CBD and antibiotic resistance
According to the World Health Organization (WHO), antibiotic resistance has become a really big deal all over the world. So what, you ask? I’ll tell you what the website says. “New resistance mechanisms [to bacteria] are emerging and spreading globally, threatening our ability to treat common infectious diseases. A growing list of infections–such as pneumonia, tuberculosis, blood poisoning, gonorrhea, and foodborne diseases–are becoming harder, and sometimes impossible, to treat as antibiotics become less effective.”
Basically, the reason for antibiotic resistance is a direct result of abuse of antibiotics. Overuse has caused stronger strains of bacteria to surface that infections medications can’t obliterate. Scary stuff, because, according to the WHO, “Without urgent action, we are heading for a post-antibiotic era, in which common infections and minor injuries can once again kill.”
Is CBD the answer to antibiotic resistance?
Maybe. Although the verdict is out, there is growing evidence that CBD attacks pathogens that try to harm the body, which makes it a powerful antibiotic.
Cannabinoids, or CBD, have a long history of use as a medicine that dates back to ancient Egypt and China. Beginning in the 1950s, however, researchers started to study CBD as an antiseptic. That research expanded to isolate cannabinoids to determine their efficacy in other areas as well. In 2008, scientists from Italy and the United Kingdom found that the antibacterial power of CBD stood up to the deadly MRSA, an antibiotic-resistant staff infection.
Their study found that five cannabinoids in cannabis, CBC, CBD, CBG, THC, and CBN, were all effective at killing six different strains of MRSA, short for methicillin-resistant Staphylococcus aureus. Because MRSA often is located on the skin, the researchers found that topicals were an effective topical treatment in addition to ingesting CBD oil as a dietary supplement.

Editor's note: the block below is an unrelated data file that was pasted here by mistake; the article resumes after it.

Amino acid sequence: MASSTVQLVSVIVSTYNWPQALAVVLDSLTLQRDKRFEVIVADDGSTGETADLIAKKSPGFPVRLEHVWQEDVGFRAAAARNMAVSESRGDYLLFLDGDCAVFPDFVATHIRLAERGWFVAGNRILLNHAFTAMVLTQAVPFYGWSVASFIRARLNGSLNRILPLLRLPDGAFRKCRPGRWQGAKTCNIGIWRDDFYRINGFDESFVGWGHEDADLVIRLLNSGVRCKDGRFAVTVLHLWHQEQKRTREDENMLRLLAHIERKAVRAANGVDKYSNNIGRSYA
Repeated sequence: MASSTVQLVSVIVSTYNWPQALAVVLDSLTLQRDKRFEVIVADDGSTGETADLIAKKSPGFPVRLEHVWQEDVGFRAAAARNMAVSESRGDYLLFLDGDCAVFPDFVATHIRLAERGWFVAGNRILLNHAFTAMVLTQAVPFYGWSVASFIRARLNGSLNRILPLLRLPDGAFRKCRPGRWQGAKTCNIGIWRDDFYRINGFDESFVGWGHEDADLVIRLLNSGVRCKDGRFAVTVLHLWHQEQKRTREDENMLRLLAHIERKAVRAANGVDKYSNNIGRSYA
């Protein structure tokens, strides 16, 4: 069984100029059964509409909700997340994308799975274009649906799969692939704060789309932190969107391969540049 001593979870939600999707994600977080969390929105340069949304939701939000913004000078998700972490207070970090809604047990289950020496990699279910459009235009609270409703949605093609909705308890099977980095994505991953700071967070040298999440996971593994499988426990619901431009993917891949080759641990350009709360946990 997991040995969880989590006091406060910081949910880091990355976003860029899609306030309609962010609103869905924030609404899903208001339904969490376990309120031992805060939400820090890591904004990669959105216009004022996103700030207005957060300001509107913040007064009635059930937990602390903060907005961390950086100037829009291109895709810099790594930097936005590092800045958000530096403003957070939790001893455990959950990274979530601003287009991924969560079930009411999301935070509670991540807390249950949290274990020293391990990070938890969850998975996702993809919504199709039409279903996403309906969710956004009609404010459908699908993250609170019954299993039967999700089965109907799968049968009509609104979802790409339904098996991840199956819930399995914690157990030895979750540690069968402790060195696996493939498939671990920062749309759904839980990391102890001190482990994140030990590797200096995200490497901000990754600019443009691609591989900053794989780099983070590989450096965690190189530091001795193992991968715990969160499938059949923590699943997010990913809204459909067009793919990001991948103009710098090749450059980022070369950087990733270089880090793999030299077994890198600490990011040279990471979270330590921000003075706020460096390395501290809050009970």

Another discovery by the researchers is that CBD is better at fighting antibiotic-resistant bacteria than any other antibiotic available.
How does CBD fight bacteria?
That’s a really good question. One even the scientists don’t have a ready answer for. Simon Gibbons, one of the researchers from the UK says, “Everything points towards these compounds having been evolved by the plants as antimicrobial defenses that specifically target bacterial cells. But the actual mechanism by which they kill the bugs is still a mystery. We’ve tested whether the cannabinoids affect common antibiotic targets like fatty acid synthesis or the [DNA-bending enzyme] DNA gyrase, but they don’t. I really cannot hazard a guess how they do it, but their high potency as antibiotics suggests there must be a very specific mechanism.”
All of this is really good news, but it comes with a roadblock. Given the current ignorance associated with CBD and its Schedule 1 narcotic rating—meaning it’s believed to have absolutely no medical value—by the U.S. Drug Enforcement Administration, it’s off limits for many new studies.
But, with the expanded interest in and awareness of CBD in so many areas—cosmetics, pain relief, epilepsy, cancer to name a few—how long will it be before opposition to its medicinal properties fades? The fact is the spread of antibiotic resistant bacteria makes finding an alternative to antibiotics more urgent than ever before.
In the meantime, by taking CBD as a dietary supplement maybe a dropper a day can keep sickness at bay. Think about it.